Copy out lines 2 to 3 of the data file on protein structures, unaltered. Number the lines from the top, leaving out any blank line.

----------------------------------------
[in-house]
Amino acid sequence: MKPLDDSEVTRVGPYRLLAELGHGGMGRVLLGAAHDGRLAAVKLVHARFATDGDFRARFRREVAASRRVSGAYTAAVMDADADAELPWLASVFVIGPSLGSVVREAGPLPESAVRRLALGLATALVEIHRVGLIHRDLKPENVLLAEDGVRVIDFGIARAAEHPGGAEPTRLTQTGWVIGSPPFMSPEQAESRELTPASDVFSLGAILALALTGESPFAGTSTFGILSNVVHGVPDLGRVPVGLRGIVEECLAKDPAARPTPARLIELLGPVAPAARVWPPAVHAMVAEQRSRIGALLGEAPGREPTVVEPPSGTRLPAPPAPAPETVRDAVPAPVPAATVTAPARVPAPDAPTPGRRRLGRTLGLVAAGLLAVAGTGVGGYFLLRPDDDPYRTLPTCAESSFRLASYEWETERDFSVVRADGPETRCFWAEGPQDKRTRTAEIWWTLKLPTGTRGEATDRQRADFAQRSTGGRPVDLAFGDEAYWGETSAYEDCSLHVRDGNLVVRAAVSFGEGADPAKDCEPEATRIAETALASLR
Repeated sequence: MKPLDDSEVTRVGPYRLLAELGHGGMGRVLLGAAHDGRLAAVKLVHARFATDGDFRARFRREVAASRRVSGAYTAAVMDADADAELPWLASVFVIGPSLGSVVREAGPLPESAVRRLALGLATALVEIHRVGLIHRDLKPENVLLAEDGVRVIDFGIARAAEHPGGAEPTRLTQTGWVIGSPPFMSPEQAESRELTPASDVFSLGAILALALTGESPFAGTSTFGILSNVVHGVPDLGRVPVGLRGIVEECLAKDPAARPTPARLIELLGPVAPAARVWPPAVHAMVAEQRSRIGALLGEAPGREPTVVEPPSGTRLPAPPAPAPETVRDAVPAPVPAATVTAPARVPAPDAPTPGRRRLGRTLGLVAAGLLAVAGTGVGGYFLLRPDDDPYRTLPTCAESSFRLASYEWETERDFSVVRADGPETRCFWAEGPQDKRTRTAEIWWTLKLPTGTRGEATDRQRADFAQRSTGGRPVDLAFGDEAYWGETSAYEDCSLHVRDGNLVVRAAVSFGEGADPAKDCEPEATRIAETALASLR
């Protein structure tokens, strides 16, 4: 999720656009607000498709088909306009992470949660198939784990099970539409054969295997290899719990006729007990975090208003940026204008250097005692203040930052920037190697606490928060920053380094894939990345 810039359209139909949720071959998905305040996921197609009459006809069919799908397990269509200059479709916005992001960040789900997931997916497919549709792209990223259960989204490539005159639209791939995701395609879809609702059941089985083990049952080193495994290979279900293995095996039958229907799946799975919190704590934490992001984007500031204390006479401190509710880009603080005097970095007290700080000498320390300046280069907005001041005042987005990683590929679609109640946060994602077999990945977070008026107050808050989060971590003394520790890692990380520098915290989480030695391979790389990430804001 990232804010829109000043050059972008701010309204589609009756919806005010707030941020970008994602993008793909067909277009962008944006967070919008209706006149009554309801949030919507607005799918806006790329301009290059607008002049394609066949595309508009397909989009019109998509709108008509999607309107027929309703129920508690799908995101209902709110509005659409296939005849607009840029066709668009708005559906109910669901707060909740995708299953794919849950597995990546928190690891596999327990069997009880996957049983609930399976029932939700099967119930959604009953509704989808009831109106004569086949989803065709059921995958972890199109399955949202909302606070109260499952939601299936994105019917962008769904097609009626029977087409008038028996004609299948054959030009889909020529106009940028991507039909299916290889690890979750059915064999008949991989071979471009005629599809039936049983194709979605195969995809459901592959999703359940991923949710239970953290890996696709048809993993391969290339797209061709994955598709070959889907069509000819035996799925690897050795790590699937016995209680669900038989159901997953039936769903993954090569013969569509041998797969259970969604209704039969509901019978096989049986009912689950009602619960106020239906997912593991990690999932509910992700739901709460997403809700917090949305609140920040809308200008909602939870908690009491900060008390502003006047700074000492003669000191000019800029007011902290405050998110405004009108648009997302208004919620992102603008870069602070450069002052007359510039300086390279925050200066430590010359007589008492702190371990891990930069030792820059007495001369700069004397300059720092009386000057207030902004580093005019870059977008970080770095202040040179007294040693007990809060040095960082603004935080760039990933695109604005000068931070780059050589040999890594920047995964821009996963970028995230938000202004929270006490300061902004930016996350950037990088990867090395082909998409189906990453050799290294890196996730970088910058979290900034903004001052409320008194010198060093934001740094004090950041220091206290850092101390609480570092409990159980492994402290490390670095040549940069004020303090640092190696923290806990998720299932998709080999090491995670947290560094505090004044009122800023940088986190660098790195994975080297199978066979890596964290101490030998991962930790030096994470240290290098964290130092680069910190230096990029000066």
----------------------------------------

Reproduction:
Amino acid sequence: MKPLDDSEVTRVGPYRLLAELGHGGMGRVLLGAAHDGRLAAVKLVHARFATDGDFRARFRREVAASRRVSGAYTAAVMDADADAELPWLASVFVIGPSLGSVVREAGPLPESAVRRLALGLATALVEIHRVGLIHRDLKPENVLLAEDGVRVIDFGIARAAEHPGGAEPTRLTQTGWVIGSPPFMSPEQAESRELTPASDVFSLGAILALALTGESPFAGTSTFGILSNVVHGVPDLGRVPVGLRGIVEECLAKDPAARPTPARLIELLGPVAPAARVWPPAVHAMVAEQRSRIGALLGEAPGREPTVVEPPSGTRLPAPPAPAPETVRDAVPAPVPAATVTAPARVPAPDAPTPGRRRLGRTLGLVAAGLLAVAGTGVGGYFLLRPDDDPYRTLPTCAESSFRLASYEWETERDFSVVRADGPETRCFWAEGPQDKRTRTAEIWWTLKLPTGTRGEATDRQRADFAQRSTGGRPVDLAFGDEAYWGETSAYEDCSLHVRDGNLVVRAAVSFGEGADPAKDCEPEATRIAETALASLR
Repeated sequence: MKPLDDSEVTRVGPYRLLAELGHGGMGRVLLGAAHDGRLAAVKLVHARFATDGDFRARFRREVAASRRVSGAYTAAVMDADADAELPWLASVFVIGPSLGSVVREAGPLPESAVRRLALGLATALVEIHRVGLIHRDLKPENVLLAEDGVRVIDFGIARAAEHPGGAEPTRLTQTGWVIGSPPFMSPEQAESRELTPASDVFSLGAILALALTGESPFAGTSTFGILSNVVHGVPDLGRVPVGLRGIVEECLAKDPAARPTPARLIELLGPVAPAARVWPPAVHAMVAEQRSRIGALLGEAPGREPTVVEPPSGTRLPAPPAPAPETVRDAVPAPVPAATVTAPARVPAPDAPTPGRRRLGRTLGLVAAGLLAVAGTGVGGYFLLRPDDDPYRTLPTCAESSFRLASYEWETERDFSVVRADGPETRCFWAEGPQDKRTRTAEIWWTLKLPTGTRGEATDRQRADFAQRSTGGRPVDLAFGDEAYWGETSAYEDCSLHVRDGNLVVRAAVSFGEGADPAKDCEPEATRIAETALASLR